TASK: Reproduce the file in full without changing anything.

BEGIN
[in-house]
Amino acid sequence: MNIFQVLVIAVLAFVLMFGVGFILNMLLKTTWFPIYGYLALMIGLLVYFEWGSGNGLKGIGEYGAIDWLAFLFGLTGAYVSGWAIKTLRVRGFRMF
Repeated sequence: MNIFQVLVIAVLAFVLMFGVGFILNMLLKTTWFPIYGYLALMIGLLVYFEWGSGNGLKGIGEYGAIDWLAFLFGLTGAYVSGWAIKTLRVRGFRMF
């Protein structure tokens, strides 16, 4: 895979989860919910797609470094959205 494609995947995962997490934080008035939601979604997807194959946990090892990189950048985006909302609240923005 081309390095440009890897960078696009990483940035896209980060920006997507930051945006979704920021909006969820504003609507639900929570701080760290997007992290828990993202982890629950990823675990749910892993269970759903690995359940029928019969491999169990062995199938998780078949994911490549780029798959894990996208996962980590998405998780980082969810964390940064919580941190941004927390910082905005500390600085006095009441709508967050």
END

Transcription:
[in-house]
Amino acid sequence: MNIFQVLVIAVLAFVLMFGVGFILNMLLKTTWFPIYGYLALMIGLLVYFEWGSGNGLKGIGEYGAIDWLAFLFGLTGAYVSGWAIKTLRVRGFRMF
Repeated sequence: MNIFQVLVIAVLAFVLMFGVGFILNMLLKTTWFPIYGYLALMIGLLVYFEWGSGNGLKGIGEYGAIDWLAFLFGLTGAYVSGWAIKTLRVRGFRMF
């Protein structure tokens, strides 16, 4: 895979989860919910797609470094959205 494609995947995962997490934080008035939601979604997807194959946990090892990189950048985006909302609240923005 081309390095440009890897960078696009990483940035896209980060920006997507930051945006979704920021909006969820504003609507639900929570701080760290997007992290828990993202982890629950990823675990749910892993269970759903690995359940029928019969491999169990062995199938998780078949994911490549780029798959894990996208996962980590998405998780980082969810964390940064919580941190941004927390910082905005500390600085006095009441709508967050």